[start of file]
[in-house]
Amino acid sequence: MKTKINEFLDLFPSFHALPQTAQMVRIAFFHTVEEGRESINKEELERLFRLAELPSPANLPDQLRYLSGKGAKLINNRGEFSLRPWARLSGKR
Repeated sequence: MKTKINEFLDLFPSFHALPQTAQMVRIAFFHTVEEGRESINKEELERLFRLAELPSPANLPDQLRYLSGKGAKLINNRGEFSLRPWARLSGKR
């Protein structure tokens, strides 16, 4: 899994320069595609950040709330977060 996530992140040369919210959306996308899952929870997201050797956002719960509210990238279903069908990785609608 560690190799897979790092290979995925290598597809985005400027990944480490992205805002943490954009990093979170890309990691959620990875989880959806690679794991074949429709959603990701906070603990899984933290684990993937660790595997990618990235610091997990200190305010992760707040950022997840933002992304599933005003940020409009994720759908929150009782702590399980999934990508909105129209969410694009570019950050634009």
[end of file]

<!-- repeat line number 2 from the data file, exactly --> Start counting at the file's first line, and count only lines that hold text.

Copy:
Amino acid sequence: MKTKINEFLDLFPSFHALPQTAQMVRIAFFHTVEEGRESINKEELERLFRLAELPSPANLPDQLRYLSGKGAKLINNRGEFSLRPWARLSGKR